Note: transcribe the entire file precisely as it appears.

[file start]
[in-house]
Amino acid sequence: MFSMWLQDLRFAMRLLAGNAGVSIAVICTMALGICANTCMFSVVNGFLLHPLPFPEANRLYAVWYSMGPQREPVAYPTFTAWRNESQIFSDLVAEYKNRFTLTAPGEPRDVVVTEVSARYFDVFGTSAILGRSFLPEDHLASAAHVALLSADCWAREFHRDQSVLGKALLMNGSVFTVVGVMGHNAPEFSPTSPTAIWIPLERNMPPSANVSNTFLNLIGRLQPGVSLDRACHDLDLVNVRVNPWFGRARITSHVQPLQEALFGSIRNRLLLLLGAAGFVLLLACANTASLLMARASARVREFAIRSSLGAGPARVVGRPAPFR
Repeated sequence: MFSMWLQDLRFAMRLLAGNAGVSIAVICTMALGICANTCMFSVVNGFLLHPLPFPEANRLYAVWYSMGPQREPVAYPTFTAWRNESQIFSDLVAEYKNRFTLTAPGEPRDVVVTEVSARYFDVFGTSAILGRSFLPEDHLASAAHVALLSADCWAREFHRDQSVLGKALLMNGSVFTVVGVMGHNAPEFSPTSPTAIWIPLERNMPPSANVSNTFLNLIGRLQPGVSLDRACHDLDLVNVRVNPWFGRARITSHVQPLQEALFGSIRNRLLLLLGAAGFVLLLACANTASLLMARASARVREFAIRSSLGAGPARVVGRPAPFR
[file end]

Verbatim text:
[in-house]
Amino acid sequence: MFSMWLQDLRFAMRLLAGNAGVSIAVICTMALGICANTCMFSVVNGFLLHPLPFPEANRLYAVWYSMGPQREPVAYPTFTAWRNESQIFSDLVAEYKNRFTLTAPGEPRDVVVTEVSARYFDVFGTSAILGRSFLPEDHLASAAHVALLSADCWAREFHRDQSVLGKALLMNGSVFTVVGVMGHNAPEFSPTSPTAIWIPLERNMPPSANVSNTFLNLIGRLQPGVSLDRACHDLDLVNVRVNPWFGRARITSHVQPLQEALFGSIRNRLLLLLGAAGFVLLLACANTASLLMARASARVREFAIRSSLGAGPARVVGRPAPFR
Repeated sequence: MFSMWLQDLRFAMRLLAGNAGVSIAVICTMALGICANTCMFSVVNGFLLHPLPFPEANRLYAVWYSMGPQREPVAYPTFTAWRNESQIFSDLVAEYKNRFTLTAPGEPRDVVVTEVSARYFDVFGTSAILGRSFLPEDHLASAAHVALLSADCWAREFHRDQSVLGKALLMNGSVFTVVGVMGHNAPEFSPTSPTAIWIPLERNMPPSANVSNTFLNLIGRLQPGVSLDRACHDLDLVNVRVNPWFGRARITSHVQPLQEALFGSIRNRLLLLLGAAGFVLLLACANTASLLMARASARVREFAIRSSLGAGPARVVGRPAPFR